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How to grow produce from scraps | Food/Recipes

The following article appears in Fall Home & Garden magazine 2020

The easiest plants to grow from scraps are plants from leafy green vegetables that make a head.

“Think head lettuce, bok choy or celery,” she said. “Green onions are also easy to start. To start these plants, leave on the root and about 1 inch of the base of the head or onion. Place them in a shallow pan of water in a sunny spot.” New leaves will appear soon.

“You only need one garlic clove to start a new plant,” DeVore said. “Make sure that it’s a fresh garlic clove that comes from a non-refrigerated head of garlic. Plant it pointy side up in a few inches of soil and keep the soil moist. The clove will sprout and you’ll be able to turn one clove into a whole new head of garlic.”

Potatoes past their prime can also be planted.

“When potatoes sprout from eyes, you can plant them and grow a new plant. In fact, one potato that has multiple sprouting eyes can be cut into sections and planted to create multiple potato plants,” DeVore said.

Keep leafy greens in a shallow water dish for a short time, DeVore said. To harvest from them more than once, put them in quality potting soil and pot them or plant in a garden.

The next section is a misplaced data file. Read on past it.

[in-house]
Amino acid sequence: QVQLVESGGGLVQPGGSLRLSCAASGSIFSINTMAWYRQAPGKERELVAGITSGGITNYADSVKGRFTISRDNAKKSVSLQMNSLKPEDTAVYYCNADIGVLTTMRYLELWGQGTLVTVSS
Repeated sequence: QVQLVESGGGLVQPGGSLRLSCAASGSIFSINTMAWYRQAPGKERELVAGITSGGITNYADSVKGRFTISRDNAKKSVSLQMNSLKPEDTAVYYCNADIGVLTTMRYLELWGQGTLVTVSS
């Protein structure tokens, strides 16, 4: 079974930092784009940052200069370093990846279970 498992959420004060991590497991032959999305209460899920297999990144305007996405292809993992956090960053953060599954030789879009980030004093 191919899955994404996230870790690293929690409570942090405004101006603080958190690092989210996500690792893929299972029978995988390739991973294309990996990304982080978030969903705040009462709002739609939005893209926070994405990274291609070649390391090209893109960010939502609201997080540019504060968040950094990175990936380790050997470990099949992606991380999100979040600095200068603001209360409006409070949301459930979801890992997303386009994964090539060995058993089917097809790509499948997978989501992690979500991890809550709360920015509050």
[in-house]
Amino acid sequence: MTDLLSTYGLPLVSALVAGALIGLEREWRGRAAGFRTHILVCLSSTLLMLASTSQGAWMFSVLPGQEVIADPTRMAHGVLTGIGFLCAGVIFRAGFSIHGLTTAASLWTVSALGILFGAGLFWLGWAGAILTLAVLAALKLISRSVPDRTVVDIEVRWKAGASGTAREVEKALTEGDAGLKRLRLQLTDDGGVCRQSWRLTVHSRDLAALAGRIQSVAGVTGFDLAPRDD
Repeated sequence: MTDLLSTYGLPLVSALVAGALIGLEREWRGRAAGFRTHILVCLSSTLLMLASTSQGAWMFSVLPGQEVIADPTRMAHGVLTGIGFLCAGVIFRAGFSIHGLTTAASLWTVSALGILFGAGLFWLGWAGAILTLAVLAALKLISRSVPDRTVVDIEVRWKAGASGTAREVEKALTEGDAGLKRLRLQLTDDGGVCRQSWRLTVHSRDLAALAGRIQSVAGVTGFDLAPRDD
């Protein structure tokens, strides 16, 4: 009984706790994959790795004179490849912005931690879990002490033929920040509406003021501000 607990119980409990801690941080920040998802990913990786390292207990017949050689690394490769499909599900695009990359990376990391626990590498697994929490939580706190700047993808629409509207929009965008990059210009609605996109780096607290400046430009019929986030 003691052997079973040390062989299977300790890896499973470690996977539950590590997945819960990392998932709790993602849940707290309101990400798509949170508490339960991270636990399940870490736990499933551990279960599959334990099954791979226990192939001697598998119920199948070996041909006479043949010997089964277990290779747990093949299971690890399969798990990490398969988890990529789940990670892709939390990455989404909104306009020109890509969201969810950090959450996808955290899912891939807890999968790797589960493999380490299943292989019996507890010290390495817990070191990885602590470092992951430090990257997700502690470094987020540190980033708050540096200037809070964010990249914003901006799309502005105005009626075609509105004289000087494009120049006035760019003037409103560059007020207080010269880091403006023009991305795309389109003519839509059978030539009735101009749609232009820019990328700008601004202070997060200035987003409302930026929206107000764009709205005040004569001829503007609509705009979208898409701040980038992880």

Kitchen scrap plants need to be kept moist with plenty of sunshine.

“It’s also a good idea to refresh the water every few days to prevent the water from becoming stagnant or slimy. Simply pour off the old water and immediately replace it with cool, fresh water,” DeVore said.

Ginger, citrus plants and avocados are a few higher level plants that you can sprout from scraps, she said.

“You’ll have the best luck with produce that hasn’t been treated with chemicals. Some produce is treated specifically so that seeds won’t develop, which forces you to purchase their produce again,” DeVore said. Choose produce that is organic, since it hasn’t been treated with chemicals.

“With that being said, many non-organic produce scraps will regrow just fine, so it’s worth a shot if you’re going to toss the scraps anyway,” DeVore said.

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